http://www.badscience.net/2013/03/heres-my-paper-on-evidence-and-teaching-for-the-education-minister/

Entertainment or exploitation – what should we make of modern Halloween?

1 Nov

halloween

 

 

p1250224The latest of Mr Attwood’s now-legendary Pumpkin Assemblies on 3 October heralded the start of preparations for Halloween while the switch back to Greenwich Mean Time last weekend has created the early dusks which best suit Halloween rituals.

 

 

The popularity of Halloween as a festival in the UK has increased exponentially since the start of the millennium, largely as a result of growing American influences on our popular culture. For several reasons, however, Halloween has as many detractors as enthusiasts.  Some deplore the apparently unquestioning adoption of a transatlantic festival as just another example of the British susceptibility to American cultural borrowings.  Others decry the flagrant commercialism of an event which provides opportunistic retailers with a chance to cash in during the traditional shopping lull between the summer holidays and the pre-Christmas spending spree (beginning now, of course, on ‘Black Friday’).  Some practising Christians condemn Halloween as a form of dabbling with the occult and some psychologists have argued that it is too frightening for young children and causes them psychological damage.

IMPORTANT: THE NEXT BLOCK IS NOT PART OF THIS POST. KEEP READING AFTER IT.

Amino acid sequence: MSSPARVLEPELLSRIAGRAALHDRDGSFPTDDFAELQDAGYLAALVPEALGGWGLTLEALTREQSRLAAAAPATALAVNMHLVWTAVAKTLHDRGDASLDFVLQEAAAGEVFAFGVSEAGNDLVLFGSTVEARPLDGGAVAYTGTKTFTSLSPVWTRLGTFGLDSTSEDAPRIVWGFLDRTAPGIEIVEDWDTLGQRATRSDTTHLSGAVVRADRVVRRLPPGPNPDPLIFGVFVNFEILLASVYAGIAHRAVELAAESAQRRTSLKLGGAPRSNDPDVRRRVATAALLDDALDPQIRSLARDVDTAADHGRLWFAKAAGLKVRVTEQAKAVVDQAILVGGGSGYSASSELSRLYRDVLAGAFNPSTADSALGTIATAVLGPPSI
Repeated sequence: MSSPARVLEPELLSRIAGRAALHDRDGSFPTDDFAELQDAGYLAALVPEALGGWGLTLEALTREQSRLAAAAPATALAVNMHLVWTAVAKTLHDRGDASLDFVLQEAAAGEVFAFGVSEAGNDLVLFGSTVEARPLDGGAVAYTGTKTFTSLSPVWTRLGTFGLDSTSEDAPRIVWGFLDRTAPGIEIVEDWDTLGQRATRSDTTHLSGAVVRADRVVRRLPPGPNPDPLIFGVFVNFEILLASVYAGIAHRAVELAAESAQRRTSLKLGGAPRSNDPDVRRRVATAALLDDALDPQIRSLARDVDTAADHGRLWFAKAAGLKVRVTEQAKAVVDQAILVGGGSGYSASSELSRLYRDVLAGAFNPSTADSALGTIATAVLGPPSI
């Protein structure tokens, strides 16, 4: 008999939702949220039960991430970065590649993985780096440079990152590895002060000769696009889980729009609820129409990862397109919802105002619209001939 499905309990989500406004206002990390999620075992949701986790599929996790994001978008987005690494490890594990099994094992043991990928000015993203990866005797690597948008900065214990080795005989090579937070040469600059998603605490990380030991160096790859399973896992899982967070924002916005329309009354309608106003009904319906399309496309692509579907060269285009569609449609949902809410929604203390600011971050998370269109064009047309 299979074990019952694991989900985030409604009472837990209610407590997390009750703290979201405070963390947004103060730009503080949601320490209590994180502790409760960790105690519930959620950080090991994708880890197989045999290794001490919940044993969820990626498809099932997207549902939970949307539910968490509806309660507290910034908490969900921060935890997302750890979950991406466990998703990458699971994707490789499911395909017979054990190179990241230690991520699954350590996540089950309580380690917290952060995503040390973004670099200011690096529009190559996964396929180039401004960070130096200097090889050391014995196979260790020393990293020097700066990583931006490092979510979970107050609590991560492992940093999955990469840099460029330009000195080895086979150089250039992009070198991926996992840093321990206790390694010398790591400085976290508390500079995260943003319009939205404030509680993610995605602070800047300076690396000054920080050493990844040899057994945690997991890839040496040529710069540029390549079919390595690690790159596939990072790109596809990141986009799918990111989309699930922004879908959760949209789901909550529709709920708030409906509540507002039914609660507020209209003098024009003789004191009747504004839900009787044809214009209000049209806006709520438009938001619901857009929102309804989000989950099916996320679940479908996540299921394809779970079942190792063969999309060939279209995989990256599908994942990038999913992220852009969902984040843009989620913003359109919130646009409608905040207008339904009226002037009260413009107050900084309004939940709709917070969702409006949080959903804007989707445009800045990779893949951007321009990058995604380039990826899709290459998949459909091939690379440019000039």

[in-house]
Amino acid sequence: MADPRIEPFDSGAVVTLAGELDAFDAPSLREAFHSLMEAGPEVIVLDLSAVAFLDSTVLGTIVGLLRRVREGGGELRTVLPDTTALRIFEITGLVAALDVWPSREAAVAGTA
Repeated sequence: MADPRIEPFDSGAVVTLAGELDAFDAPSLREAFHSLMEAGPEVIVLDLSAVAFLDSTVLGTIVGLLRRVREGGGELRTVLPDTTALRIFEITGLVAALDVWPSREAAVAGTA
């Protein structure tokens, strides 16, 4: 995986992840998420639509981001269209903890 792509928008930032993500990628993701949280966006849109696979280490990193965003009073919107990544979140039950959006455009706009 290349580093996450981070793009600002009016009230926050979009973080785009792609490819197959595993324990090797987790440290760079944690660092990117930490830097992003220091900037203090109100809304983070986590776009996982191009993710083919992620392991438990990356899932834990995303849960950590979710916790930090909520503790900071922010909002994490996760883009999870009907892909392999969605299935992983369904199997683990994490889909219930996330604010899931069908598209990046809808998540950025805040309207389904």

While noticing the retailing frenzy building up and watching the ping-pong of opinion play out in the news media (as I write, for example, the newspapers carry headlines about the latest attacks in the clown craze), I ask myself ‘what might the educational value of Halloween be?’

 

Looking again at the four lines of attack, a counterpoint for each is ready to hand.  While we may feel uneasy at the speed with which fashions in popular culture change, especially when they do so through imports, we may remind ourselves that one generation’s import becomes the next generation’s tradition.  Just think of the Christmas tree, for example. Halloween has overtaken Guy Fawkes’ Night in popularity in the UK, which – by upstaging a festival with its roots in anti-Catholic xenophobia – may have its positive side in today’s multi-faith society.